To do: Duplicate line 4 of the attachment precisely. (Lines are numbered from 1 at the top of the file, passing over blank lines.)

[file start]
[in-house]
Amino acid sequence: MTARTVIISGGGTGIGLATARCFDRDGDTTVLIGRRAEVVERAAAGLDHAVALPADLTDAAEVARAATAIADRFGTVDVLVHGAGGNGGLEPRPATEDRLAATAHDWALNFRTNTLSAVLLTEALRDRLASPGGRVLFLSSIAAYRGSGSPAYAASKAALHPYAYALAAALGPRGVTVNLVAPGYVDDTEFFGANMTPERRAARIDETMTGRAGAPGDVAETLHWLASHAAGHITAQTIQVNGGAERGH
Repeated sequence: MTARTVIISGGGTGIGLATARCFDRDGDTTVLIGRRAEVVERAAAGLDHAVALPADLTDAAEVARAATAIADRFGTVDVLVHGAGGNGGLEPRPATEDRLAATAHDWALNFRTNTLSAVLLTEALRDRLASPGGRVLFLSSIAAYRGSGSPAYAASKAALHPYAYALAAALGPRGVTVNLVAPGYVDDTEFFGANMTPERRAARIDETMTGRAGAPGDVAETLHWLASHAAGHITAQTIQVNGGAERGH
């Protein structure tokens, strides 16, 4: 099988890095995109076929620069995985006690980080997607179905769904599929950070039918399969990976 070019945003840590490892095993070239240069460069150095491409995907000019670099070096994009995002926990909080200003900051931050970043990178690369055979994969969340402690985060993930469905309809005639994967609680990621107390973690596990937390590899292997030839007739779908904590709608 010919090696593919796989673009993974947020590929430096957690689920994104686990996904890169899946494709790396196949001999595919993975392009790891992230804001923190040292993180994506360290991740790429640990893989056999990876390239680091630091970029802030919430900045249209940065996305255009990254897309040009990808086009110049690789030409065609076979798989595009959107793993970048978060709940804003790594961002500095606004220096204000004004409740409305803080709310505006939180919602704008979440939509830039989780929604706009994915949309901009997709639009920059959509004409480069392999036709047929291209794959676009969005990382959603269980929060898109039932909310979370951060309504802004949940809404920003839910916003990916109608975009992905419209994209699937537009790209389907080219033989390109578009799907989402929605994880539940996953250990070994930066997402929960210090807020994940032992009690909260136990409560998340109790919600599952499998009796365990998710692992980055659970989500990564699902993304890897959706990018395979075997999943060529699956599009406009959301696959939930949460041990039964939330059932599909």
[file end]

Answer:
């Protein structure tokens, strides 16, 4: 099988890095995109076929620069995985006690980080997607179905769904599929950070039918399969990976 070019945003840590490892095993070239240069460069150095491409995907000019670099070096994009995002926990909080200003900051931050970043990178690369055979994969969340402690985060993930469905309809005639994967609680990621107390973690596990937390590899292997030839007739779908904590709608 010919090696593919796989673009993974947020590929430096957690689920994104686990996904890169899946494709790396196949001999595919993975392009790891992230804001923190040292993180994506360290991740790429640990893989056999990876390239680091630091970029802030919430900045249209940065996305255009990254897309040009990808086009110049690789030409065609076979798989595009959107793993970048978060709940804003790594961002500095606004220096204000004004409740409305803080709310505006939180919602704008979440939509830039989780929604706009994915949309901009997709639009920059959509004409480069392999036709047929291209794959676009969005990382959603269980929060898109039932909310979370951060309504802004949940809404920003839910916003990916109608975009992905419209994209699937537009790209389907080219033989390109578009799907989402929605994880539940996953250990070994930066997402929960210090807020994940032992009690909260136990409560998340109790919600599952499998009796365990998710692992980055659970989500990564699902993304890897959706990018395979075997999943060529699956599009406009959301696959939930949460041990039964939330059932599909």